Analysis of reductions in Victorian road casualties, 1989 to 1992

Max Cameron, Stuart Newstead, Peter Vulcan

Research output: Chapter in Book/Report/Conference proceedingConference PaperResearchpeer-review

4 Citations (Scopus)


Road accident fatalities in Victoria fell from 776 in 1989 to 396 in 1992. The latter figure corresponds to 1.5 deaths per 10,000 registered vehicles or 1.0 deaths per 100 million vehicle km travelled, both of those rates being comparable with the lowest recorded among motorised countries. During the same period, serious injuries dropped 36.9% (from 9356 to 5905). A review of countermeasures which have been shown to be associated with these reductions in deaths and serious injuries is undertaken. They include: increased random breath testing, supported by publicity; new speed cameras, supported by publicity; bicycle helmet wearing law; lowering of 110 km/h freeway speed limit; improvements to the road system; and various other measures. The effect of the downturn in the economy and reduced alcohol sales over the same period is also considered. The contributions of each of the major countermeasures and other factors to the reductions in serious casualty crashes during each of the years 1990 to 1992 are estimated.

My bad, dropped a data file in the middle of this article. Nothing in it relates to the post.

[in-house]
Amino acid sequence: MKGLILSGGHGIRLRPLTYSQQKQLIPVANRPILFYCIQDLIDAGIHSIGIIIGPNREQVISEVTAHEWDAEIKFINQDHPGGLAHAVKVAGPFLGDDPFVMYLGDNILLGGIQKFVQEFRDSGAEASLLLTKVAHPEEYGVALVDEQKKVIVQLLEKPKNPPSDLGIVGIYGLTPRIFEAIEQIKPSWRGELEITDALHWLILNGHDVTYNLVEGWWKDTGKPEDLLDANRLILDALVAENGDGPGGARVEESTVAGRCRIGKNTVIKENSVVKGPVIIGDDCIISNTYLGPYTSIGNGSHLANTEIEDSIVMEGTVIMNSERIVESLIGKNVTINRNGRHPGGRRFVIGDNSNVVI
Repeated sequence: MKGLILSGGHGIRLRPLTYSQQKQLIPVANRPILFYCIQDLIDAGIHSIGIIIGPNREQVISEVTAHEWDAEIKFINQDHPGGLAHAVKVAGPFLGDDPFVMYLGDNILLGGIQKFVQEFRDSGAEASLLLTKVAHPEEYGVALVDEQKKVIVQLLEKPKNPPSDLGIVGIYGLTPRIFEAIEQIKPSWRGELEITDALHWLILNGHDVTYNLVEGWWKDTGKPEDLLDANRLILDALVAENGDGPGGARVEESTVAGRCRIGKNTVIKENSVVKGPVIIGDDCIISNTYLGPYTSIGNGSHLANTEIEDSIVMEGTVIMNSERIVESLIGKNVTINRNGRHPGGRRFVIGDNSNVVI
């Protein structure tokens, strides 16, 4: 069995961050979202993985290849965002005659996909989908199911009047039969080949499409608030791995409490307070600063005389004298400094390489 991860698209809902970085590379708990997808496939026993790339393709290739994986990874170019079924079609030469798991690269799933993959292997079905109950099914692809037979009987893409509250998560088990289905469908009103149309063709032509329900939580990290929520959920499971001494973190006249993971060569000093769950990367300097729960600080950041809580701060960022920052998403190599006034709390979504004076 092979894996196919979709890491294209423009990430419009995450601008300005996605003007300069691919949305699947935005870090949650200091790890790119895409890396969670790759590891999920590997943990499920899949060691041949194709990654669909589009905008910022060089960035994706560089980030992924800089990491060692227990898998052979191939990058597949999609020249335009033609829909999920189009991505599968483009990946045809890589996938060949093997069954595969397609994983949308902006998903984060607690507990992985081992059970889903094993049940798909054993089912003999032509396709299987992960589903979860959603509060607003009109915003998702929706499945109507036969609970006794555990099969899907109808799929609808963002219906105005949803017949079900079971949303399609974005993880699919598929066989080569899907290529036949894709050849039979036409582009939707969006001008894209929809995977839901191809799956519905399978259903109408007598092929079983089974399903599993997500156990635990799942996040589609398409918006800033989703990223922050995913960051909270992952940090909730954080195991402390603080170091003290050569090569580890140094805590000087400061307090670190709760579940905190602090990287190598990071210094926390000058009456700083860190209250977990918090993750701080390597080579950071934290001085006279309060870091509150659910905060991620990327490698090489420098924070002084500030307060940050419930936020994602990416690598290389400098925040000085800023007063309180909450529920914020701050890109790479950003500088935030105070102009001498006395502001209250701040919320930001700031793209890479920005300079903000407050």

Original languageEnglish
Title of host publicationProceedings - Conference of the Australian Road Research Board
Number of pages18
Publication statusPublished - 1 Dec 1994
EventAustralian Road Research Board Annual Conference 1994 - Gold Coast, Australia
Duration: 14 Aug 199419 Aug 1994
Conference number: 17th


ConferenceAustralian Road Research Board Annual Conference 1994
Abbreviated titleARRB 1994
CityGold Coast

Cite this